We thank the referee for the careful reading and precious suggestions which helped to improve the manuscript. This work is based on the COSMOS program. The HST COSMOS Treasury program was supported through NASA grant HST-GO-09822. This work is mainly based on observations obtained with XMM-Newton, an ESA Science Mission with instruments and contributions directly funded by ESA Member States and the USA (NASA), and with the European Southern Observatory under Large Program 175.A-0839, Chile. A.B. and E.P. acknowledge financial support from INAF under the contract PRIN-INAF-2012 A.S. acknowledges support by JSPS KAKENHI Grant Number 26800098. MCMC corner plots make use of (Foreman-Mackey et al. 2013).

Appendix A Model comparison

Figure 8: Posterior probability distribution for the free parameters of our best fit model. The histograms on the top show the marginalized probability distribution function for each free parameter, while the contour plots show the marginalized 2-dimensional probability distribution function for each pair of parameters, to illustrate their covariances.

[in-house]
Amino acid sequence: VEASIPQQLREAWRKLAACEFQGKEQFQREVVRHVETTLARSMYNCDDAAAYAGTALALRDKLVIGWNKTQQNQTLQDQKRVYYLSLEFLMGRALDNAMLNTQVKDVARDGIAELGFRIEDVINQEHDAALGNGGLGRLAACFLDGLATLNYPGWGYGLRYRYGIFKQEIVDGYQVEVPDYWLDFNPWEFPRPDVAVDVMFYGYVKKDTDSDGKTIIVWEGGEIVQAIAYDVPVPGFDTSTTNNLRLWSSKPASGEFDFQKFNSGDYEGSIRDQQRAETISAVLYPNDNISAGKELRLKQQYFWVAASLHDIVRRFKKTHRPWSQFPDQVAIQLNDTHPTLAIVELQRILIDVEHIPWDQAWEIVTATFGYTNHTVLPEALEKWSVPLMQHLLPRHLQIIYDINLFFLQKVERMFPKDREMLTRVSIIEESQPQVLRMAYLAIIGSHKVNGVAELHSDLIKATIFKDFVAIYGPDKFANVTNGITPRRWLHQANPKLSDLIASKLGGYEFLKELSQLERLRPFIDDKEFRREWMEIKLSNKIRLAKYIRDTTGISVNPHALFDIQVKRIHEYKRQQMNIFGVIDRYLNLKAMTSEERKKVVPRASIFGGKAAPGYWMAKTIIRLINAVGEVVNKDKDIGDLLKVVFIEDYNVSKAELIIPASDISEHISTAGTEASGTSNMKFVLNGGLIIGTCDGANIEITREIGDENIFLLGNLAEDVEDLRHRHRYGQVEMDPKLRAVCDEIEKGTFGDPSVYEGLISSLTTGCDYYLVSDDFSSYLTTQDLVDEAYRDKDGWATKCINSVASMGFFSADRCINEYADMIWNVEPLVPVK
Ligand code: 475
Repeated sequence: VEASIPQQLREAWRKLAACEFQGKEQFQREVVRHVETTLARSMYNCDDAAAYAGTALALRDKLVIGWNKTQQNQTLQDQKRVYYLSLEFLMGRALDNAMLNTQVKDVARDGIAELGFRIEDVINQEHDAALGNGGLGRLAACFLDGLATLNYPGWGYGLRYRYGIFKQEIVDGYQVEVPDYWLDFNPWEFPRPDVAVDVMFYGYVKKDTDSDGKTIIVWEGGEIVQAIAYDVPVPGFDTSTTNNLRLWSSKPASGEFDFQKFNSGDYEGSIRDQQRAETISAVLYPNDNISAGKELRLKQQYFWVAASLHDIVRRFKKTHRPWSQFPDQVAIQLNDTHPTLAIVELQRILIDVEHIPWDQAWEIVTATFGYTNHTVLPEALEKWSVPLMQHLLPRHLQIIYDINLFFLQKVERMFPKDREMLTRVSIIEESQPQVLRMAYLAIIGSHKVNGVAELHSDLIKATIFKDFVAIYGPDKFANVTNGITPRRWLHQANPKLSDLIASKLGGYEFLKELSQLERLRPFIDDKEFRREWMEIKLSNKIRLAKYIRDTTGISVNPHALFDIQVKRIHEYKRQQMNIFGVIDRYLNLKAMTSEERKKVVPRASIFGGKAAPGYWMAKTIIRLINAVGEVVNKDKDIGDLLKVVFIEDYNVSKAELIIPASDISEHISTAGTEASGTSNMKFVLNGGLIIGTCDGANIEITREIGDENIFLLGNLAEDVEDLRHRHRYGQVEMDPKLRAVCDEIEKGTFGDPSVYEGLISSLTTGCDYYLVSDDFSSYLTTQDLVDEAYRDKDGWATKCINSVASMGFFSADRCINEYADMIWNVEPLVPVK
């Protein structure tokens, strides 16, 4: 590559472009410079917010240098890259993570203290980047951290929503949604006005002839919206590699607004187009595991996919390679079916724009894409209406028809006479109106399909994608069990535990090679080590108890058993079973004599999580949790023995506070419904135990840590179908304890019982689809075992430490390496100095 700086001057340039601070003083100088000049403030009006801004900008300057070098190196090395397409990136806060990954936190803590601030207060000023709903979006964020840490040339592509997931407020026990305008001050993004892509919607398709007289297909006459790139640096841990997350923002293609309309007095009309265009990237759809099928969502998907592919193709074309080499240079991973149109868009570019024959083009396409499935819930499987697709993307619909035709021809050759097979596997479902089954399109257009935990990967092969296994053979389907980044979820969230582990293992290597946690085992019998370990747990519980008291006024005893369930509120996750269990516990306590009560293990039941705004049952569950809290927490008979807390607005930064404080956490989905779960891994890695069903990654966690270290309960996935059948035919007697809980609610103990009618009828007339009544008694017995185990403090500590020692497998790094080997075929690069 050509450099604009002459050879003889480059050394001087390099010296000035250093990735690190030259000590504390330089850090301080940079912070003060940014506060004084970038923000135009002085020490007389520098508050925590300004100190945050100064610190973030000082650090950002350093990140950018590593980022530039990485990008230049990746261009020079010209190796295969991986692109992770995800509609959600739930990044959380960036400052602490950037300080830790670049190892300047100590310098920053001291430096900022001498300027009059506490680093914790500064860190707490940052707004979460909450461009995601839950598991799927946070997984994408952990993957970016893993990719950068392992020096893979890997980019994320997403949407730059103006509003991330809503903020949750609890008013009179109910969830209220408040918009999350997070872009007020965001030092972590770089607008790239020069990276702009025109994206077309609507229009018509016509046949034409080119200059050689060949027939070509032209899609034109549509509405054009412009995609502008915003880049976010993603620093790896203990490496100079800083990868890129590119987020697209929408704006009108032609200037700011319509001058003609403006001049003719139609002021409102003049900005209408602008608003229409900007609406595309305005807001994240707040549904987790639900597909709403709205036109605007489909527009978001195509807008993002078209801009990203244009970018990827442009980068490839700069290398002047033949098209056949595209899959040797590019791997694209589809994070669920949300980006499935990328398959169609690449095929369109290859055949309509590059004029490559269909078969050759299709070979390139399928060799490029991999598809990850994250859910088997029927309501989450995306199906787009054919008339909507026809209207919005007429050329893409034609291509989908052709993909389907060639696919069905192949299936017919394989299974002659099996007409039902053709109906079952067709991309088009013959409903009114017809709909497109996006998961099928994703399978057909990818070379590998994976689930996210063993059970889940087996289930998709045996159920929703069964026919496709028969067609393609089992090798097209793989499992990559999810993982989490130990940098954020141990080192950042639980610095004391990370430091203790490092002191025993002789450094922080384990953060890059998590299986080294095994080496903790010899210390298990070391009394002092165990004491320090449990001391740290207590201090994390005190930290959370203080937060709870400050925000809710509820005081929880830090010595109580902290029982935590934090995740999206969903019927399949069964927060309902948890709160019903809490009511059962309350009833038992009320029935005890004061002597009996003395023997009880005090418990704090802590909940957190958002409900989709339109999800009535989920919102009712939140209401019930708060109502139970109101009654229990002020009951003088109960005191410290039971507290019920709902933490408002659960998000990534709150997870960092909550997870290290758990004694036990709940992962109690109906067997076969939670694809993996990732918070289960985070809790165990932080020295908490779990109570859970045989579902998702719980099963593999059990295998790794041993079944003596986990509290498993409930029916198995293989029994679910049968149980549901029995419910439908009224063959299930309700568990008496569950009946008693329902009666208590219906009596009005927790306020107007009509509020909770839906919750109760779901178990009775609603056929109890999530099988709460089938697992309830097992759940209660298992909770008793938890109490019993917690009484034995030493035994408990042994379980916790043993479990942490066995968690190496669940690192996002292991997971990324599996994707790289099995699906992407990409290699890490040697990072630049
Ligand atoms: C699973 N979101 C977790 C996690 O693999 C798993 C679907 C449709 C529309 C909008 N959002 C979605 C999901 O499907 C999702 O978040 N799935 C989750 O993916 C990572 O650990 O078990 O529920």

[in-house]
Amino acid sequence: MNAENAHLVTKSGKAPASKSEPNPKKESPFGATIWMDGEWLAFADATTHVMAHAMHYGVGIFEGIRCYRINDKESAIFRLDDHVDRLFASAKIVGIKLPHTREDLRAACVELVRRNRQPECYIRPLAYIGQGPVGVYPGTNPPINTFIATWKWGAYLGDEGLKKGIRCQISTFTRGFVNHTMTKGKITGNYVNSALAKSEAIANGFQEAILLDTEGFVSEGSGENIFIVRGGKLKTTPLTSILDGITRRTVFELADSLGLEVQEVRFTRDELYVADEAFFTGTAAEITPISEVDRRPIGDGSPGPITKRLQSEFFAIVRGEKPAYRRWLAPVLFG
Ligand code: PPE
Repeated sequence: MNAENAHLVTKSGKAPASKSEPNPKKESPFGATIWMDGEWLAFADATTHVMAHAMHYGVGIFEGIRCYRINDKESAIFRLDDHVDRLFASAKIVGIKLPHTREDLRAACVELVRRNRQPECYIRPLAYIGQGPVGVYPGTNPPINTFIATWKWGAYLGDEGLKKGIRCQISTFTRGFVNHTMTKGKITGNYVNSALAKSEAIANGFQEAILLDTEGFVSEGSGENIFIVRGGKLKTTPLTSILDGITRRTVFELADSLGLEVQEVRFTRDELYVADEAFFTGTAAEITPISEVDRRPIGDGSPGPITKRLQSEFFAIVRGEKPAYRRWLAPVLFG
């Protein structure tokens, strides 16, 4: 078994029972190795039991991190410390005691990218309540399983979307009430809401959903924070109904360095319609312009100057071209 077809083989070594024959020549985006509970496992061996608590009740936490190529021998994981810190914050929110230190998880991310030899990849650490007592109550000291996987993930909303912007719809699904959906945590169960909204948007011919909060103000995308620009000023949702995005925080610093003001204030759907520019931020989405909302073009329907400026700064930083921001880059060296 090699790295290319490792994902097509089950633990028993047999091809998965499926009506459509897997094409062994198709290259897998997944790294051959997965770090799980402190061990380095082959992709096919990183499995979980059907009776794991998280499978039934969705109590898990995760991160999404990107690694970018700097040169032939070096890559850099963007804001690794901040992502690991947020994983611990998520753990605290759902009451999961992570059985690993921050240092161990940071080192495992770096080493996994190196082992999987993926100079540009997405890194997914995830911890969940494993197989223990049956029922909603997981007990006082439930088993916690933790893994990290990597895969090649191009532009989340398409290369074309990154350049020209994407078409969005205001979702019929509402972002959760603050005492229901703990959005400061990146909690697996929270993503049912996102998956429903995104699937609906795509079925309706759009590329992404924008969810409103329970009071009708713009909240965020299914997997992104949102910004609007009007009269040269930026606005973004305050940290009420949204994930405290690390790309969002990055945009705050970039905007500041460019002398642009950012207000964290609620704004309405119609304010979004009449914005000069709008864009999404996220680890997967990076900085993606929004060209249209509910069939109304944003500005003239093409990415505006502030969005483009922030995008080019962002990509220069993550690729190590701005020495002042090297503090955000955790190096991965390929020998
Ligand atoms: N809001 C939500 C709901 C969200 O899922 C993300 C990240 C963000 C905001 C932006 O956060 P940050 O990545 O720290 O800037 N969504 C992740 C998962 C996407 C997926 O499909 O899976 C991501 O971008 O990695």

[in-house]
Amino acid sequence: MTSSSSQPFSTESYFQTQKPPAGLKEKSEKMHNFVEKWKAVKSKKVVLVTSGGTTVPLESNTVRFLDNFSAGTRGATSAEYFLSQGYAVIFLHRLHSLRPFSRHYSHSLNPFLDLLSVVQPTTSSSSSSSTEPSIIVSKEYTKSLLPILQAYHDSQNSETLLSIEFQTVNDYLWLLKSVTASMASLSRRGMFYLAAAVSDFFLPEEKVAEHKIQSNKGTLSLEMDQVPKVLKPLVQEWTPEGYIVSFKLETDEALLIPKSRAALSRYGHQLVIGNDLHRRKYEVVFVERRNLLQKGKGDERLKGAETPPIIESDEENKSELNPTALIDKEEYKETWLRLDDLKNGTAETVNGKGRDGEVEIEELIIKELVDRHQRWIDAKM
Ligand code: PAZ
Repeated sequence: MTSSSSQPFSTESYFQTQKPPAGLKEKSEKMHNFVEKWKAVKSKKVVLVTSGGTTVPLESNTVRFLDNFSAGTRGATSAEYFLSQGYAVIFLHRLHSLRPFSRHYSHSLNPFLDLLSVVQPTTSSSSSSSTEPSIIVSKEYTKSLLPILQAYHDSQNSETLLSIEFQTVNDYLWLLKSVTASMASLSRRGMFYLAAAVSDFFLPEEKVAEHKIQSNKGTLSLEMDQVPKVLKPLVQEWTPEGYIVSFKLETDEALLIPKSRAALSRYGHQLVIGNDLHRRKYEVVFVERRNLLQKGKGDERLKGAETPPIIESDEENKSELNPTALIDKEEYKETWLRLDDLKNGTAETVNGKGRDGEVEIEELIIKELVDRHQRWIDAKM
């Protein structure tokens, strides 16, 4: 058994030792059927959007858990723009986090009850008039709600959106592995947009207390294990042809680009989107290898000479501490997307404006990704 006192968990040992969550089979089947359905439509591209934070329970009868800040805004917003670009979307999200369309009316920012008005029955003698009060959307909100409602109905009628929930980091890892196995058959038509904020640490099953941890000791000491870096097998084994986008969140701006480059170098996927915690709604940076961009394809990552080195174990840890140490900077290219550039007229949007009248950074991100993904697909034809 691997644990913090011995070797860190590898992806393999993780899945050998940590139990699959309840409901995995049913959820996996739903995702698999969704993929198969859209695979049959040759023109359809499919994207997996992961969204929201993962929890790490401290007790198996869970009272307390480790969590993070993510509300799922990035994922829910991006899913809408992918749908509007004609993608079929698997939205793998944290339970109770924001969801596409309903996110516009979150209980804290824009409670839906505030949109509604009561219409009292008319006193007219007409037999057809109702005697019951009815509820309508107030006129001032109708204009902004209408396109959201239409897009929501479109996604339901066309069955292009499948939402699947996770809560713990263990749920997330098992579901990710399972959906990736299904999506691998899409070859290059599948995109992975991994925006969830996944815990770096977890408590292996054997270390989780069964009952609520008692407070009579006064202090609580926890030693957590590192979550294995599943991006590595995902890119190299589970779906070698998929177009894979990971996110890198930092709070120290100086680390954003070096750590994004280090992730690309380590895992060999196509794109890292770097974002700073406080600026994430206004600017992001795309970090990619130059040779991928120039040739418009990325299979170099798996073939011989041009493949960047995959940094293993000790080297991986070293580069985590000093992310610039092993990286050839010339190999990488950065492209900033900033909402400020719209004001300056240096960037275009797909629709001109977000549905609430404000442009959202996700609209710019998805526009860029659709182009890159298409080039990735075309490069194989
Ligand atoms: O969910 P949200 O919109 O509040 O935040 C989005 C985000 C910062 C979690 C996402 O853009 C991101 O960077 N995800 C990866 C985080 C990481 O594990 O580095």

Figure 9: Comparison of the bivariate distribution in the M plane between the observations (symbols) and the prediction from the best fit model (black contours) in the three redshift bins as labeled. The upper panels show the comparison for our default model (A), the middle panels show the prediction from the best fit -independent SARDF model (B), and the lower panels show the best fit solution if no XLF data is included in the likelihood function (”no XLF”). Open symbols indicate upper limits in .
Figure 10: Comparison of the X-ray luminosity function (XLF) predicted by the bivariate distribution with direct observations. The blue solid line shows the XLF derived from our default model (A), the red dashed line is for the best fit -independent SARDF model (B) and the green solid line is for the best fit without including the XLF into the likelihood function (no XLF). The black circles show the binned XLF for our XMM-COSMOS sample using the method, indicating the luminosity range covered by XMM-COSMOS. The shaded cyan and yellow areas show the XLF by Miyaji et al. (2015) and Ueda et al. (2014) respectively, where the shaded area includes the variation of the XLF over the redshift range of the bin and the uncertainty of the XLF determination.